Designers love to say that they hate Comic Sans. It makes them feel sophisticated and discerning. To admit any fondness for Comic Sans is the equivalent of saying you like to eat canned string beans and fried Spam sandwiches. You might, but you don’t tell anyone. So, it is refreshing to learn that designer Vincent Connare drew Comic Sans while he was Microsoft in 1995 and is proud that it has become an iconic symbol familiar to designers everywhere. Indeed, there are thousands of unknown type designers around who produce respectable fonts that no one uses, can recognize on sight, or can name. Comic Sans will live on, just like Helvetica and Bodoni.
A few days ago Meta Design/Font Shop founder Erik Spiekermann expressed his displeasure in a tweet: “Cannot stand that Trump uses my #FFMeta @ FontShop: (only in the background, but still) he only deserves Arial.”
That led Roger Black to tweet: “Trump does not deserve Arial.” Others chimed in that wingdings and dingbats were more appropriate for The Donald. From the incensed outcry of type lovers, one would think that Spiekermann had been violated or defamed by Trump. Type-loving tweeters had very specific views on what kind of personality deserved to use a humanistic sans-serif font that conveyed a calm, reasonable presence, and it wasn’t the bombastic candidate. For the sake of truth-in-typography, we suggest a more suitable option for Trump – Comic Sans.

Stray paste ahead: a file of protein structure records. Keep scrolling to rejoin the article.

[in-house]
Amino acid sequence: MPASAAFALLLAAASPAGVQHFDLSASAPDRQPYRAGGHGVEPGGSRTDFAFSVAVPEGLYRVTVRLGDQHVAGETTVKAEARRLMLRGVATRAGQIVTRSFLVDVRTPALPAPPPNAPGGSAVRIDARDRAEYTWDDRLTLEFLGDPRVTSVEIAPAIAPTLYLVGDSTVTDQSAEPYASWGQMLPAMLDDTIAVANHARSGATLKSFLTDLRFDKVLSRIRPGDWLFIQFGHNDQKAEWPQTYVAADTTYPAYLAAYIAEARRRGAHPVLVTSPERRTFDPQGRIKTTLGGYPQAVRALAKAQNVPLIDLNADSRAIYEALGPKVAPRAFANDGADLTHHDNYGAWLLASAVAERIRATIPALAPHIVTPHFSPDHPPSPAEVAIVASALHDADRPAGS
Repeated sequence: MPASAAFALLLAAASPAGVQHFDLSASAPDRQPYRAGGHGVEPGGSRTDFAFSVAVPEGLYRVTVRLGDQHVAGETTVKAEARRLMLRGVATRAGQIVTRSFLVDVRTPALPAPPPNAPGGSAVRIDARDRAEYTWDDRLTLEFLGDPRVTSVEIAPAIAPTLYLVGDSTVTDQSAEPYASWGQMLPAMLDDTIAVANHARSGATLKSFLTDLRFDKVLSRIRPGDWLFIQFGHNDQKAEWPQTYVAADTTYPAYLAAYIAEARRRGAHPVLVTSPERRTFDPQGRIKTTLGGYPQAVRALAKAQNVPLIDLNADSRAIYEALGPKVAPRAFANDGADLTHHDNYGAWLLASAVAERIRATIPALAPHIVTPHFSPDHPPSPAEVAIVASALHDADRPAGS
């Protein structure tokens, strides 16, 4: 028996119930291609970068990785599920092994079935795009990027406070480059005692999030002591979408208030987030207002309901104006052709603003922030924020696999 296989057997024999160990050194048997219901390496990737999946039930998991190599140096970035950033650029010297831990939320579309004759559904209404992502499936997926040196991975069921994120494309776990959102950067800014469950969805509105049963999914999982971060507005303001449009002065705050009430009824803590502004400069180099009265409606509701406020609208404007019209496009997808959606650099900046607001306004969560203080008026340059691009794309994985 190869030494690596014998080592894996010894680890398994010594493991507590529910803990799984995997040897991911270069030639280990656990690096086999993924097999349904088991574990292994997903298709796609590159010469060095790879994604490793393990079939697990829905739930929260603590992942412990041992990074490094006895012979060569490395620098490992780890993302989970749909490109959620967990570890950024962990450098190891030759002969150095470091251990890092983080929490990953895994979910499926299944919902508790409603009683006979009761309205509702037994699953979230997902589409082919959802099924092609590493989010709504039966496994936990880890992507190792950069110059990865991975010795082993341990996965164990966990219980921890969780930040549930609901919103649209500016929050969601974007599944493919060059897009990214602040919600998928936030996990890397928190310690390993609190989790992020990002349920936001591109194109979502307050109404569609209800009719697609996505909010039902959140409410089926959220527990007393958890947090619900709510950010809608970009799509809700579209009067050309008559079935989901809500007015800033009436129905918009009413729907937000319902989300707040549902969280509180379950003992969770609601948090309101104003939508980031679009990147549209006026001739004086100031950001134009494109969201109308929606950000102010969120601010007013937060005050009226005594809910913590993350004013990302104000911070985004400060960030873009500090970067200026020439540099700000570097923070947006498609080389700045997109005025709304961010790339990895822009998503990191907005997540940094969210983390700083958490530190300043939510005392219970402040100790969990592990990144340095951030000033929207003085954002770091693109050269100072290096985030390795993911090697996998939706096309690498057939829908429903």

Over the past four decades, New York-based designer Louise Fili has returned often to Paris, camera in hand, to document the signage of the Parisian streetscape. Graphique de La Rue is what Fili calls her “typographic love letter to Paris.” From the classic neon that illuminates bistros and cafes to the dramatic facades of the Moulin Rouge and the Folies Bergere to Hector Guimard’s legendary art nouveau metro entrances, Fili shows us the sensuous elegance and dazzling beauty of Paris street signs. This book is a sequel to her Graficadella Strada: The Signs of Italy, which is equally sumptuous.
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For the 14th consecutive year, typophiliac Kit Hinrichs has indulged his fascination and love of beautifully designed type by creating a typography calendar, featuring fonts that have caught his fancy. As before, he has overlaid all the faces featured in the year’s calendar to create the “365” name. Kit is convinced that other typophiliacs are so keenly aware of typefaces that they can spot the fonts in the 2016 “365” name on sight.
For better or worse, here’s the quiz. Match the typefaces called out in the circles with the names above. To find out if you are right or if you just want to skip this exercise, see the answers after the jump. If you want to learn more about each typeface, buy the 2016 calendar and read the descriptive blurbs about each face.
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The beauty of Old World craftsmanship is expressed in this Home Run King bat trophy commissioned by Nike. Featuring the exquisite lettering and design of Salt Lake City-based Kevin Cantrell and New York-based Juan Carlos Pagan, the trophy is designed with a typographic treatment that circles the entire circumference of the bat. Richmond, Virginia-based firm, Big Secret, handled production, engineering the artwork to be laser-etched around the bat’s circumference in a seamless finish.
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